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Analysis: All eyes on Paris

The chances of a compromise deal being reached to head off the threat of a Formula 1 breakaway series will become clear in Paris tomorrow, when Max Mosley comes face-to-face with Ferrari president Luca di Montezemolo at a hearing of the FIA's World Motor Sport Council

With the teams adamant that the ball is now in the FIA's court to react to the plans of the Formula One Teams' Association (FOTA) to set up its own series, AUTOSPORT understands that the stance adopted by both FOTA chairman di Montezemolo and Mosley in Wednesday's meeting will define where the sport goes from here.

FOTA is due to meet on Thursday to start pushing the green light on its calendar, regulations and the appointment of media and commercial promoters - showing that it is serious in its intention to press on with the new championship.

However, there remains the possibility that a deal can be reached to bring the FIA, F1 and the teams back into the same championship - although the governing body will almost certainly need to express its willingness to do so tomorrow.

One factor is, of course, whether or not FIA president Mosley chooses to stand for re-election in October, or if he honours the vow he made last year to stand down when his current term comes to an end.

Mosley's decision on that front now appears to rest on whether he and members of the FIA perceive that the F1 teams are not launching an all-out attack on the governing body.

Sources within the WMSC have suggested that their biggest concern at the moment is not the way Mosley has handled the current situation, but that the FIA's authority is being targeted by the teams. That much was made clear in the letter that Mosley sent to the FIA today.

Should the stance of di Montezemolo in the WMSC hearing convince the members and Mosley that it is not the FIA's authority as such that FOTA wants to change, then that, along with a compromise deal being reached in time, could be enough to encourage Mosley to stand aside in October.

An all-out assault on the governing body would almost certainly encourage Mosley to stand again.

What has become clear since the announcement of the breakaway plans on Thursday night is that the teams are not going to go out of their way to get the FIA back around a table to discuss a compromise.

It is very much up to the FIA to come up with ideas to push forward some sort of deal, which is why the FIA not yet pushed the green light on threatened legal action against Ferrari and FOTA for the breakaway plans. It could do so, however, if the teams' stance is aggressive tomorrow.

Brawn CEO Nick Fry said at the weekend that all eyes were on the WMSC meeting.

"The FIA meeting on Wednesday is critical to what happens," he said. "The teams have very clearly stated how they see the future - we have entered the championship with conditions and the question now is whether those conditions will be fulfilled. The ball is in the court of the FIA and we hope that there is a balanced discussion at the world council on Wednesday."

McLaren team principal Martin Whitmarsh said, however, the teams were wholly focused on what they were up to, rather than waiting for the FIA to act.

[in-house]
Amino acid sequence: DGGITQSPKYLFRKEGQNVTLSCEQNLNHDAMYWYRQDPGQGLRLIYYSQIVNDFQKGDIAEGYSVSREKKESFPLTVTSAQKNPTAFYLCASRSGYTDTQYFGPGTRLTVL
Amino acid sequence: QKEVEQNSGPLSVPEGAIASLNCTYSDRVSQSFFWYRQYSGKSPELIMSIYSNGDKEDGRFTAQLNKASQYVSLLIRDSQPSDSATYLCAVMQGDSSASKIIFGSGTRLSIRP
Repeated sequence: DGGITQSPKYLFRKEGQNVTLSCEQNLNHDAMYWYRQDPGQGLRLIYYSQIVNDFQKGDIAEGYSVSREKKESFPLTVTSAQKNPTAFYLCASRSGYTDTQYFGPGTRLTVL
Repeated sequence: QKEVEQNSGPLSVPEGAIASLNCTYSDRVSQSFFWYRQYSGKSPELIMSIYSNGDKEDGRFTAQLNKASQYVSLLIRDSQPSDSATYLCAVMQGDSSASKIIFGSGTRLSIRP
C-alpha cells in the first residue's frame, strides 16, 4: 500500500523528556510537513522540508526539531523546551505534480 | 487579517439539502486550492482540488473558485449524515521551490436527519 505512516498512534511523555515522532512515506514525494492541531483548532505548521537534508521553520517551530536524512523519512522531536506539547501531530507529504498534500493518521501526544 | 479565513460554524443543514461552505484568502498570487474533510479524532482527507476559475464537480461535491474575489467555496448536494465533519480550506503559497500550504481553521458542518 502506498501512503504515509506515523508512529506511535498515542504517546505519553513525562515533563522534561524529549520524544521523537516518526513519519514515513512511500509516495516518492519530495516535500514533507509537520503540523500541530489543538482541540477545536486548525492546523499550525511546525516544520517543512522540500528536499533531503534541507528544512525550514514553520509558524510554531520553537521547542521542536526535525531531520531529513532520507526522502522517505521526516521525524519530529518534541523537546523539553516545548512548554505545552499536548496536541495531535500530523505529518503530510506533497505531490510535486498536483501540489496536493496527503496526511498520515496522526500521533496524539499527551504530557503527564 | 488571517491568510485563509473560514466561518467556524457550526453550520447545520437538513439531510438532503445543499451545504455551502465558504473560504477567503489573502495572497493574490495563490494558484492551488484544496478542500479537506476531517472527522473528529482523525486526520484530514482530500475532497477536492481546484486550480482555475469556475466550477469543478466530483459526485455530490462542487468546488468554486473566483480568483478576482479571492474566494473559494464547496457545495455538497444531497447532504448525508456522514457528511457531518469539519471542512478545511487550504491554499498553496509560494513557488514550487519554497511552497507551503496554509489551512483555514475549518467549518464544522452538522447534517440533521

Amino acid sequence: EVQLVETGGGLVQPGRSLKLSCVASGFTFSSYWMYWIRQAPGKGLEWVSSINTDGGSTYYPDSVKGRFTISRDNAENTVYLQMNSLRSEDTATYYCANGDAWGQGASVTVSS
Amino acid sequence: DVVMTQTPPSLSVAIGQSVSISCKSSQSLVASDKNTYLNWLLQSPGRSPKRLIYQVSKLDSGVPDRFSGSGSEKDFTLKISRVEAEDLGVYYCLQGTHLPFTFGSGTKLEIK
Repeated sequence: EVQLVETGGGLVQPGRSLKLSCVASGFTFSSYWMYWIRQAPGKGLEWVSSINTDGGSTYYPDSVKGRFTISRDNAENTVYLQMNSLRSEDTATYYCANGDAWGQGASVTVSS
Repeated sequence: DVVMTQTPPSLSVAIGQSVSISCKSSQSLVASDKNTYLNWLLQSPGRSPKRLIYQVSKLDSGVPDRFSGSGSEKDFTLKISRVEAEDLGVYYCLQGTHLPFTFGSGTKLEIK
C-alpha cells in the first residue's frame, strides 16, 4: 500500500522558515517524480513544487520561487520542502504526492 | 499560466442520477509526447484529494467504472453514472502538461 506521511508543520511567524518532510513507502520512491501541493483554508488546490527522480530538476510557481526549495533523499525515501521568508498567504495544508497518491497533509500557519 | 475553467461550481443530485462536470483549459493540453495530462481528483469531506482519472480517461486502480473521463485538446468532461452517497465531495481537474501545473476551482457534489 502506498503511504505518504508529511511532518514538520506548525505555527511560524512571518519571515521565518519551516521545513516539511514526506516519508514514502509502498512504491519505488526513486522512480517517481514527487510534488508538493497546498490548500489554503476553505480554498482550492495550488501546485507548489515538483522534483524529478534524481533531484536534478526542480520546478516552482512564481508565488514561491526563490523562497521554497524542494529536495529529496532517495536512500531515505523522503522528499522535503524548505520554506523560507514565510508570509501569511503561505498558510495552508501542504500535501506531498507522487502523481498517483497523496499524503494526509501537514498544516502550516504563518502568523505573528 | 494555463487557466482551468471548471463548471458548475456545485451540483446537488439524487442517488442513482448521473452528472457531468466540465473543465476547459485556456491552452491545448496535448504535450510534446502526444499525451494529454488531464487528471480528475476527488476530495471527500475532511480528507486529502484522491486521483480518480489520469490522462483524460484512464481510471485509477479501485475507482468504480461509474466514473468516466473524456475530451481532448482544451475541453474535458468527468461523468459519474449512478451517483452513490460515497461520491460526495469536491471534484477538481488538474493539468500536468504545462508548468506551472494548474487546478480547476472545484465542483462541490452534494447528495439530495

When asked how important he viewed Wednesday's meeting to be, Whitmarsh said: "It is not important to FOTA because our agenda isn't there, our agenda is to work out the way in which we go motor racing in the future. The WMSC meeting is an FIA meeting."

Whitmarsh reckons also that it was important the FIA and the teams moved on from the 'loony' comments made by Max Mosley at the weekend.

"I think that is why, certainly for McLaren, we are not saying any of those things and we are not responding to them either," he explained. "I think there is a lot of emotion and ego, and that is one of the issues that perhaps is an impediment to making progress and working together.

"Hopefully we will keep our egos in check at McLaren and, if all the other parties do that, I hope we can have an environment where we can work together."

Despite the stand-off by the teams and the FIA, senior figures within the sport remain upbeat that a resolution can be found.

Former world champion Williams is one of only two current teams that has lodged an unconditional entry to the 2010 championship, but its technical director Sam Michael said he was eyeing some sort of compromise deal.

"From our point of view we are hopeful there will be some sort of solution where everybody is racing in the same championship," he told AUTOSPORT. "Williams' position is very clear, as we have made clear in the public domain. Hopefully there will be some common sense in the next few days.

"Ultimately there will be common sense and the teams will all be racing in the same championship. You could also say that we are probably in the best position because we are just busy getting on with what we do, which is making racing cars.

"Sometimes when you get involved in political situations you can end up getting so wrapped up in it, you can't see the wood for the trees. That's not really happened to Williams because the option wasn't there for us. There wasn't really a choice to make, we were contracted and that was it.

"It's not like we sat there and said, 'ooh shall we go with this group or that group'. It was absolutely clear, not just by regulation, but contractual law that we had to do what we did."

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